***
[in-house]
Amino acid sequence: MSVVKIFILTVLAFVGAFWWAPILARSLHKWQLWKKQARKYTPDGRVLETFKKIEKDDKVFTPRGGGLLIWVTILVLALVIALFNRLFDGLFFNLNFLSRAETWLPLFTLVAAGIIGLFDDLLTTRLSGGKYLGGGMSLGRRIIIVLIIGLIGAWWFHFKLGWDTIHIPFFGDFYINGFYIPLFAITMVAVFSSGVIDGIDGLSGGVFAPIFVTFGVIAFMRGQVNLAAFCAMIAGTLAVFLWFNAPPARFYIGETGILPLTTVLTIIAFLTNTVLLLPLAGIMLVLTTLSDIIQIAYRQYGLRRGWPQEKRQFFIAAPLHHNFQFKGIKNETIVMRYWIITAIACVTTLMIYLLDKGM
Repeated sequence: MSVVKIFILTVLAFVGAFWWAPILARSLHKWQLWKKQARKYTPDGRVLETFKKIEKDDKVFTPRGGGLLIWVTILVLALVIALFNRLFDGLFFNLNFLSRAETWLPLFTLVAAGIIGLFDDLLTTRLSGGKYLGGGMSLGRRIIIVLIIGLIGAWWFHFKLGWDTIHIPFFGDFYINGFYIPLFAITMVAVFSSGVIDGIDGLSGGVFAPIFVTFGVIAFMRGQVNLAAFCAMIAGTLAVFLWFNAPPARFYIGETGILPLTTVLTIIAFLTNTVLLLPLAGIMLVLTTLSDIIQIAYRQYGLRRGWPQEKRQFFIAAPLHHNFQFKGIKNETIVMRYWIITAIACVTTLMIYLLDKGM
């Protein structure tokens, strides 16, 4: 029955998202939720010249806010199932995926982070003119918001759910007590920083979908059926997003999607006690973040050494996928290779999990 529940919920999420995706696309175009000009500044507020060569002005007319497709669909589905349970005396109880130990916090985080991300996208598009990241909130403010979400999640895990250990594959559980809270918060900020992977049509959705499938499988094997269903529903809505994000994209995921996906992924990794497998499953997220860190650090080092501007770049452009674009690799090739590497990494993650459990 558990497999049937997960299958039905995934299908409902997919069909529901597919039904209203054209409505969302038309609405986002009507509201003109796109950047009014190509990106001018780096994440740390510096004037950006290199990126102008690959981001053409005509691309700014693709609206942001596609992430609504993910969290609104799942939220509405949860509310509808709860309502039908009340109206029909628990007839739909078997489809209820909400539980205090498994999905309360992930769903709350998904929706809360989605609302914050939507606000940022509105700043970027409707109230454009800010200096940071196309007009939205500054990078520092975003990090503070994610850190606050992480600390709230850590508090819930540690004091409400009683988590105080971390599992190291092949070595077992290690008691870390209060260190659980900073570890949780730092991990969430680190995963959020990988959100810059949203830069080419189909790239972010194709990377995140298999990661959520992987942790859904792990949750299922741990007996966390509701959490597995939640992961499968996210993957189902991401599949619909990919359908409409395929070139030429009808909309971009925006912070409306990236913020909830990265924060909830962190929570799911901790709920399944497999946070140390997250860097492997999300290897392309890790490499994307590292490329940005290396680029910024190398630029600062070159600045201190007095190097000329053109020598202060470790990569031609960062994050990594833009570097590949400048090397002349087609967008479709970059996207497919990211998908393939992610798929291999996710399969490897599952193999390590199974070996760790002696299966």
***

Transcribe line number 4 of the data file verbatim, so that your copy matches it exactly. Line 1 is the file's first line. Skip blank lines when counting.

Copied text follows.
């Protein structure tokens, strides 16, 4: 029955998202939720010249806010199932995926982070003119918001759910007590920083979908059926997003999607006690973040050494996928290779999990 529940919920999420995706696309175009000009500044507020060569002005007319497709669909589905349970005396109880130990916090985080991300996208598009990241909130403010979400999640895990250990594959559980809270918060900020992977049509959705499938499988094997269903529903809505994000994209995921996906992924990794497998499953997220860190650090080092501007770049452009674009690799090739590497990494993650459990 558990497999049937997960299958039905995934299908409902997919069909529901597919039904209203054209409505969302038309609405986002009507509201003109796109950047009014190509990106001018780096994440740390510096004037950006290199990126102008690959981001053409005509691309700014693709609206942001596609992430609504993910969290609104799942939220509405949860509310509808709860309502039908009340109206029909628990007839739909078997489809209820909400539980205090498994999905309360992930769903709350998904929706809360989605609302914050939507606000940022509105700043970027409707109230454009800010200096940071196309007009939205500054990078520092975003990090503070994610850190606050992480600390709230850590508090819930540690004091409400009683988590105080971390599992190291092949070595077992290690008691870390209060260190659980900073570890949780730092991990969430680190995963959020990988959100810059949203830069080419189909790239972010194709990377995140298999990661959520992987942790859904792990949750299922741990007996966390509701959490597995939640992961499968996210993957189902991401599949619909990919359908409409395929070139030429009808909309971009925006912070409306990236913020909830990265924060909830962190929570799911901790709920399944497999946070140390997250860097492997999300290897392309890790490499994307590292490329940005290396680029910024190398630029600062070159600045201190007095190097000329053109020598202060470790990569031609960062994050990594833009570097590949400048090397002349087609967008479709970059996207497919990211998908393939992610798929291999996710399969490897599952193999390590199974070996760790002696299966």